Over 130 years, CBHS has proudly graduated young men of character and faith who have gone on to represent our country on the battlefield, on the sports field and on the world stage.
We have chosen to highlight a few of our high profile graduates in science, the arts, politics, and sports.
Born in Marrickville Wenham attended CBHS Lewisham before graduating from University of Western Sydney with a Bachelor of Arts (Performing Arts) in 1987. Wenham’s television credits include several telemovies, such as his AFI award-winning role in the 1996 telemovie Simone de Beauvoir’s Babies; and his role as the outwardly laid back but deeply enigmatic diver Dan Della Bosca in the 1998 and 1999 seasons of the highly successful ABC television series SeaChange.
He is known in Hollywood for his roles as Faramir in The Lord of the Rings film trilogy, Carl in Van Helsing, Dilios in 300 and its sequel 300: Rise of an Empire, Al Parker in Top of the Lake, and Lieutenant John Scarfield in Pirates of the Caribbean: Dead Men Tell No Tales.
He is quoted as saying “I was 11 when a teacher suggested to my parents that they should send me to drama classes to curb my disruptive ways in the classroom. The next Saturday I was acting, and thereafter it became a ritual of my youth to see a show at the Belvoir on Sundays and, if I was lucky, another at the Opera House on Monday after school.”
Born in Sydney, Holman played junior football for Enfield Rovers, youth football for Northern Spirit and made his senior debut for Parramatta Power in 2000. He then moved to the Netherlands, where he played for a number of years before moving to Aston Villa in 2012 to play in the English Premier League. Holman moved to the UAE one year later, before returning to Australia to play for Brisbane Roar between 2016 and 2018.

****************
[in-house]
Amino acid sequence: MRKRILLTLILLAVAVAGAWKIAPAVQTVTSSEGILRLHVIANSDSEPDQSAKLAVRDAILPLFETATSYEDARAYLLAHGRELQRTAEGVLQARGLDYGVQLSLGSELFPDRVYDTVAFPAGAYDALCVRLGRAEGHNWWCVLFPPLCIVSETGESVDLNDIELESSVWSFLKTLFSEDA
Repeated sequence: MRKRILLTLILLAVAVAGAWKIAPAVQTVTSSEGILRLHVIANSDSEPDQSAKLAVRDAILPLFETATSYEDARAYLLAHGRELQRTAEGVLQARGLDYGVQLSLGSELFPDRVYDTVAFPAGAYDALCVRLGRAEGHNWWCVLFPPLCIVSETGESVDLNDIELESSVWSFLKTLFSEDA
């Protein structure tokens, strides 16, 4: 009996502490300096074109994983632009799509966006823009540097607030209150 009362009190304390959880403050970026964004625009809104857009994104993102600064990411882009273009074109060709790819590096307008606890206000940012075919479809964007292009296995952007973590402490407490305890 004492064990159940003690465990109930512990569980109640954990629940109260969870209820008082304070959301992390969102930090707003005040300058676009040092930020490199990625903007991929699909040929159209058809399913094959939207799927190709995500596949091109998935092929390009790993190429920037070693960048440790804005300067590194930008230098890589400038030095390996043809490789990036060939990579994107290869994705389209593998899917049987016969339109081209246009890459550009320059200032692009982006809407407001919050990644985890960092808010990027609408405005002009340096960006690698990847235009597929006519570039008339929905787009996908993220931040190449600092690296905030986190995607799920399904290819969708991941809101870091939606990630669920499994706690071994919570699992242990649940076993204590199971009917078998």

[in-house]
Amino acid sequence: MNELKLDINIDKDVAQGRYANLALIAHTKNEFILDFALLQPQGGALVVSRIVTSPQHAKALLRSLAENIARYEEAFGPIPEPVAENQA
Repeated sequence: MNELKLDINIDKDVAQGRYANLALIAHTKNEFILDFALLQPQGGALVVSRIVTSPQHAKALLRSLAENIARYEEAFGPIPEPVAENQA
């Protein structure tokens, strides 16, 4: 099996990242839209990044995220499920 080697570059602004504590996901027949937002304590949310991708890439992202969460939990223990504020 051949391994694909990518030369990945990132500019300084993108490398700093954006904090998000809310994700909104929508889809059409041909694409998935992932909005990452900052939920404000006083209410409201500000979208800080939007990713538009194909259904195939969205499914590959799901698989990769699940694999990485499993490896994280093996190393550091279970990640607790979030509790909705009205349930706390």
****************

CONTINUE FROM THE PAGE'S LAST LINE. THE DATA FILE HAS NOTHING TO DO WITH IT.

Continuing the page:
Holman represented Australia over 60 times between 2006 and 2013, scoring eight goals. This included goals at the 2010 FIFA World Cup and the 2011 AFC Asian Cup. He had previously represented Australia several times at youth level, including travelling to the 2004 Summer Olympics and the 2001 FIFA U-17 World Championship.
Holman retired from international football in 2014, and although since 2019 he has been struggling with injury, has not officially announced his retirement from A-grade football. He currently runs the Brett Holman Football Academy in the Sunshine Coast region of Queensland where he offers training programs that cover all areas of football development including skills, techniques, speed and agility to help improve young evolving footballers.
Terence William “Terry” Sheahan, AO
Terrance Sheahan attended CBHS Lewisham before studying at the University of Sydney, receiving a Bachelor of Arts and a Bachelor of Law in 1969. He worked as a solicitor from 1967 and was called to the bar in 1982. He joined the Willoughby branch of the Labor Party in 1964 and went on to be a member of the Yass, Cootamundra and Gladesville branches.